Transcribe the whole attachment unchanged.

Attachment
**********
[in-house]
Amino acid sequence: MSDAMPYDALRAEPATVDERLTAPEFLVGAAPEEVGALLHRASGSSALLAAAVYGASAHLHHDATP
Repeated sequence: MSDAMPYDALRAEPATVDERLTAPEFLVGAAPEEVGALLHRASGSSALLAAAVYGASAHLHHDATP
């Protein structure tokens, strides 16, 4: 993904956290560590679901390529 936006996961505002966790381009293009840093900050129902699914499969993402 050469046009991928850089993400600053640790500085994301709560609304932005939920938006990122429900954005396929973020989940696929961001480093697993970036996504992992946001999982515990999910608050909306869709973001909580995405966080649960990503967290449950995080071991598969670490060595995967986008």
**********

[in-house]
Amino acid sequence: MSDAMPYDALRAEPATVDERLTAPEFLVGAAPEEVGALLHRASGSSALLAAAVYGASAHLHHDATP
Repeated sequence: MSDAMPYDALRAEPATVDERLTAPEFLVGAAPEEVGALLHRASGSSALLAAAVYGASAHLHHDATP
């Protein structure tokens, strides 16, 4: 993904956290560590679901390529 936006996961505002966790381009293009840093900050129902699914499969993402 050469046009991928850089993400600053640790500085994301709560609304932005939920938006990122429900954005396929973020989940696929961001480093697993970036996504992992946001999982515990999910608050909306869709973001909580995405966080649960990503967290449950995080071991598969670490060595995967986008």